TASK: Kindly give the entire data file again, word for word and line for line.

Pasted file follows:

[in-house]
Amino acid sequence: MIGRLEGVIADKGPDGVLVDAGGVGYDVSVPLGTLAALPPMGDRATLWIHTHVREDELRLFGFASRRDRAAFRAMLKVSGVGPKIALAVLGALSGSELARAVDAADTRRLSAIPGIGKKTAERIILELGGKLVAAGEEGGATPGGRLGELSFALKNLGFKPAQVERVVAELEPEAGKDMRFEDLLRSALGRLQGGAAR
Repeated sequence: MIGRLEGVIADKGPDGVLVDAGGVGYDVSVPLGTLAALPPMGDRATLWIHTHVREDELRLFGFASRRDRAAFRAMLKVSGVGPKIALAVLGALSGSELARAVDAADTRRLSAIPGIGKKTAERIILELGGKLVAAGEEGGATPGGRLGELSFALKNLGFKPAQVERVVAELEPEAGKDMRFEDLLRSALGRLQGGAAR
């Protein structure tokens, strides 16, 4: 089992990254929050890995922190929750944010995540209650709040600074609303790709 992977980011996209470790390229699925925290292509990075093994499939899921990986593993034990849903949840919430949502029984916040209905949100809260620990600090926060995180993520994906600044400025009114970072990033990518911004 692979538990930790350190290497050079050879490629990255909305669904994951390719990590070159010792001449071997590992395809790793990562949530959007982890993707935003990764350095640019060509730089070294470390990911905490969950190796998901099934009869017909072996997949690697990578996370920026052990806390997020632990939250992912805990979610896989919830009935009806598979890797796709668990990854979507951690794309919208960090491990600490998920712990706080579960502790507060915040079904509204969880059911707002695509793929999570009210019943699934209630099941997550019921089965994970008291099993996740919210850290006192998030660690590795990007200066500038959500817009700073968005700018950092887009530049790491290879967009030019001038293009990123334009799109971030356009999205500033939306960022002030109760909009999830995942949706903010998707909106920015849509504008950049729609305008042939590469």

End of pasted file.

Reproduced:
[in-house]
Amino acid sequence: MIGRLEGVIADKGPDGVLVDAGGVGYDVSVPLGTLAALPPMGDRATLWIHTHVREDELRLFGFASRRDRAAFRAMLKVSGVGPKIALAVLGALSGSELARAVDAADTRRLSAIPGIGKKTAERIILELGGKLVAAGEEGGATPGGRLGELSFALKNLGFKPAQVERVVAELEPEAGKDMRFEDLLRSALGRLQGGAAR
Repeated sequence: MIGRLEGVIADKGPDGVLVDAGGVGYDVSVPLGTLAALPPMGDRATLWIHTHVREDELRLFGFASRRDRAAFRAMLKVSGVGPKIALAVLGALSGSELARAVDAADTRRLSAIPGIGKKTAERIILELGGKLVAAGEEGGATPGGRLGELSFALKNLGFKPAQVERVVAELEPEAGKDMRFEDLLRSALGRLQGGAAR
């Protein structure tokens, strides 16, 4: 089992990254929050890995922190929750944010995540209650709040600074609303790709 992977980011996209470790390229699925925290292509990075093994499939899921990986593993034990849903949840919430949502029984916040209905949100809260620990600090926060995180993520994906600044400025009114970072990033990518911004 692979538990930790350190290497050079050879490629990255909305669904994951390719990590070159010792001449071997590992395809790793990562949530959007982890993707935003990764350095640019060509730089070294470390990911905490969950190796998901099934009869017909072996997949690697990578996370920026052990806390997020632990939250992912805990979610896989919830009935009806598979890797796709668990990854979507951690794309919208960090491990600490998920712990706080579960502790507060915040079904509204969880059911707002695509793929999570009210019943699934209630099941997550019921089965994970008291099993996740919210850290006192998030660690590795990007200066500038959500817009700073968005700018950092887009530049790491290879967009030019001038293009990123334009799109971030356009999205500033939306960022002030109760909009999830995942949706903010998707909106920015849509504008950049729609305008042939590469």